In this week’s strategy column, we’ve got a classic Phil Hellmuth outburst for you!
The hand comes from Brad Owen’s vlog! Owen, who you might recall recently invested in a Texas cardroom alongside Doug Polk and Andrew Neeme, was happy to pick up aces but was devastated when he had four callers and then faced a check-raise on the flop from the 16-time World Series of Poker (WSOP) bracelet winner. Should he fold his pocket aces?
The hand, which took place at a $2-$5 no-limit hold’em cash game at the Rio during the WSOP, began when Hellmuth, who started with $675, limped for $5 under the gun and Owen raised to $20 after looking down at the . The players in the cutoff, button, and big blind all called, as did Hellmuth.
It is very common when playing small-to-medium stake cash games for people to play much wider ranges than either online or in tournaments. Here, it was five-way action to a flop of , which checked to Owen. He continued for $35.
A great exploit in low-stakes live cash games is to bet big with your premium-made hands against loose players that will call with very wide ranges. If Owen were to use a large bet size and then was faced with a raise, he can potentially find a fold as the players in these low stakes games will often only raise with an extremely tight range of two pair or better.
It is common that players at these stakes will overvalue the strength of their specific hand and often raise against smaller bet sizes. By using a large bet size Owen would polarize his range, which should force his opponents to only raise with a much tighter range of value hands.
Action wound up folding back to Hellmuth and raised to $165. With Hellmuth having around $500 behind, what would you do in this spot?
- Call and stack off on any safe turn
- Call and stack off on any turn
- Raise to $655 putting Hellmuth all in
You should always be trying to put your opponents on a range of hands. Here, Hellmuth should still have a check/raise/fold range on this board against Owen. We need to figure out our equity against the hands that can call an all-in raise. Given the pot odds, Owen only had to be winning just over 38% of the time if he were to be all in on this flop.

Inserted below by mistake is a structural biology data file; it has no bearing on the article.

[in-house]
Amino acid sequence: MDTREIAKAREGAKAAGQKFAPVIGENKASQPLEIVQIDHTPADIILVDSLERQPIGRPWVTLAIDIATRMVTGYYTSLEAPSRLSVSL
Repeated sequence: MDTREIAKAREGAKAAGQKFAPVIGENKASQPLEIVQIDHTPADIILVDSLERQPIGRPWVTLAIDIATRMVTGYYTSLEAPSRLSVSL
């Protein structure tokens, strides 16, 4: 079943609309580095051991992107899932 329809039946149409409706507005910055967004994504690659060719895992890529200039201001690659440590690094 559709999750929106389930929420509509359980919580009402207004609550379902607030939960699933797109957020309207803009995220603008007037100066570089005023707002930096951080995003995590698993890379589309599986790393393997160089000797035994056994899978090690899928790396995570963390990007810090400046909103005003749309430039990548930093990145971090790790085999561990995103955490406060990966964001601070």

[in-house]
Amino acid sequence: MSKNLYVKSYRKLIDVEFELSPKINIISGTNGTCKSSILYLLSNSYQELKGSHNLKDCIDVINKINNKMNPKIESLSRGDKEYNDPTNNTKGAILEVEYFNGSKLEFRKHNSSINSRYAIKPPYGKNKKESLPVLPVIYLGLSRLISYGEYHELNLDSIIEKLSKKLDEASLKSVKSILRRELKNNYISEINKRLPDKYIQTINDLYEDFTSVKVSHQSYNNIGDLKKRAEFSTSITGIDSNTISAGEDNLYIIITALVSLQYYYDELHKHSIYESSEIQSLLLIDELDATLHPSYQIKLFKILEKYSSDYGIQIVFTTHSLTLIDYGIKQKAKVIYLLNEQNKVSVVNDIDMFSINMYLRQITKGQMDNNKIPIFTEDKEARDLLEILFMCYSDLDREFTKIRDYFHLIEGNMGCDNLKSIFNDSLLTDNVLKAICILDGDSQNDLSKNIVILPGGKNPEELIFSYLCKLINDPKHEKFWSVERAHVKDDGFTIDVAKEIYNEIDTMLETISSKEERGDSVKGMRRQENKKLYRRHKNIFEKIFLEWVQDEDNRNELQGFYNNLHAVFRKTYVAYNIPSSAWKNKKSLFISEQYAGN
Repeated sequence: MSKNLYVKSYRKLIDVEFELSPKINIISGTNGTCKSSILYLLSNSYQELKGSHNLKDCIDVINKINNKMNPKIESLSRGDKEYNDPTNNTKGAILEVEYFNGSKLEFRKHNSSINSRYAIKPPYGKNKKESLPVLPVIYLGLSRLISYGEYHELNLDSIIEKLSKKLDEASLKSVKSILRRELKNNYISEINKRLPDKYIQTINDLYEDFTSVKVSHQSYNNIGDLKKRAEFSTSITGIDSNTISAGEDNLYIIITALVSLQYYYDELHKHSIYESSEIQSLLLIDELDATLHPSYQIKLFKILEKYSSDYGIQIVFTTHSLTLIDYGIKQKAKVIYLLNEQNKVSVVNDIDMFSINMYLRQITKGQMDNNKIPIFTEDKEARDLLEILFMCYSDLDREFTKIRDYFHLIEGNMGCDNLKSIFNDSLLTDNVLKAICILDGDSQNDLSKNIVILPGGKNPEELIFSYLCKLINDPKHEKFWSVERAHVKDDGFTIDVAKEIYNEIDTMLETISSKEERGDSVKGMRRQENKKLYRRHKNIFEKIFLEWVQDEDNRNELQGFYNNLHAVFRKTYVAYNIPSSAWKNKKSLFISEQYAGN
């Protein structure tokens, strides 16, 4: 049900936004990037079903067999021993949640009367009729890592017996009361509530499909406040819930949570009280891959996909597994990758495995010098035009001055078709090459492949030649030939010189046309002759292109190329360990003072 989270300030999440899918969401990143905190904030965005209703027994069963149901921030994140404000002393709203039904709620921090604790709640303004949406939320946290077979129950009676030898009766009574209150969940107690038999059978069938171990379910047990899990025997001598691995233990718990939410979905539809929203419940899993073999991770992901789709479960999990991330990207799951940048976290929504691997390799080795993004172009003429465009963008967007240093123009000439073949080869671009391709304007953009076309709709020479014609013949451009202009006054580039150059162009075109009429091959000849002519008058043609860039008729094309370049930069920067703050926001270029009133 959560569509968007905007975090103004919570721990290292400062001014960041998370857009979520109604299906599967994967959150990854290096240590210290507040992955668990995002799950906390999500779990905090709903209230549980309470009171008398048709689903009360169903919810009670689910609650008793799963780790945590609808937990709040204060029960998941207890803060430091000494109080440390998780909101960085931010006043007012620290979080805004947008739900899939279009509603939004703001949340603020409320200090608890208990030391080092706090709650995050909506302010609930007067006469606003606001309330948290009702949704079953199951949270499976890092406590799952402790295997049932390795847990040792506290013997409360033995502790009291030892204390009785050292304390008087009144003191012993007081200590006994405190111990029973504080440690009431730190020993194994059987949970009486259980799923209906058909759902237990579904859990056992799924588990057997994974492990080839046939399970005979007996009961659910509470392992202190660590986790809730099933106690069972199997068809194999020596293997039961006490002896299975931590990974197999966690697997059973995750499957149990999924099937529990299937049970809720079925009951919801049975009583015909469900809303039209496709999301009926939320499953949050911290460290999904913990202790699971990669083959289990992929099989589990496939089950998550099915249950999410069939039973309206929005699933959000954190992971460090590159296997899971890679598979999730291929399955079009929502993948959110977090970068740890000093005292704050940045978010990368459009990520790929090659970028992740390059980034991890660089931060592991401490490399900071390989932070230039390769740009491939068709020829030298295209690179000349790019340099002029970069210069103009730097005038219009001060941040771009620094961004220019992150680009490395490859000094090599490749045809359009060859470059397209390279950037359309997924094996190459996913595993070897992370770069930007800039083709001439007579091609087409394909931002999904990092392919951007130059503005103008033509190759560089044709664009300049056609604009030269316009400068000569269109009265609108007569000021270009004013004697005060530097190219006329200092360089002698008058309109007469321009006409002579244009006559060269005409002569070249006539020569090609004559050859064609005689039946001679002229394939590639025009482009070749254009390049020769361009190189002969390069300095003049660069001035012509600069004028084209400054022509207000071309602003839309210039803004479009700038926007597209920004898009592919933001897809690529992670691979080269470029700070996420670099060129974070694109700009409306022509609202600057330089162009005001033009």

As Owen is getting the correct pot odds to continue with his hand, he should only consider a fold if he is convinced that Hellmuth has an extremely strong range. Owen would have to think Hellmuth is exceptionally tight to make a fold in this spot.
I think the play here is for Owen to call the raise and then either call or jam any safe turn cards. Owen’s relative hand strength increases if he believes Hellmuth would take an aggressive line with a lot of different draws. Even though Owen will be dominated some of the time he is getting the right odds to continue against Hellmuth’s entire range.
Remember though, every opponent is different, and not all of them would check-raise with their draws on this flop. If you give Hellmuth a nitty range removing all flush draws, a fold becomes more reasonable. Against a tight player that is often only raising with their premium made hands you should lean towards a fold in this particular spot.
Given the action, it is likely Hellmuth would only raise if he knew he had Owen’s range already dominated. In spots where your perceived range should be extremely strong and your opponents are still deciding to raise make sure you proceed with caution!
Owen went deep into the tank. When thinking through a hand, always look to narrow your opponent’s ranges by what they have done on each street. Given the action in this hand, there are not many made hands that Owen loses to but there are a lot of draws that he is currently ahead of.
Owen wound up folding and, in the vlog, Hellmuth got dealer to rabbit hunt the turn and river, which came the and respectively. Hellmuth then showed the for a flopped two pair, which would’ve been counterfeited on the turn had Owen stayed in!
Hellmuth proceeded to give a lecture, which is well worth the watch.
For more on this hand, check out my breakdown in the following video:
Jonathan Little is a professional poker player and author with over $7,000,000 in live tournament earnings. He writes a weekly educational blog and hosts a podcast at JonathanLittlePoker.com. Sign up to learn poker from Jonathan for free at PokerCoaching.com. You can follow him on Twitter @JonathanLittle.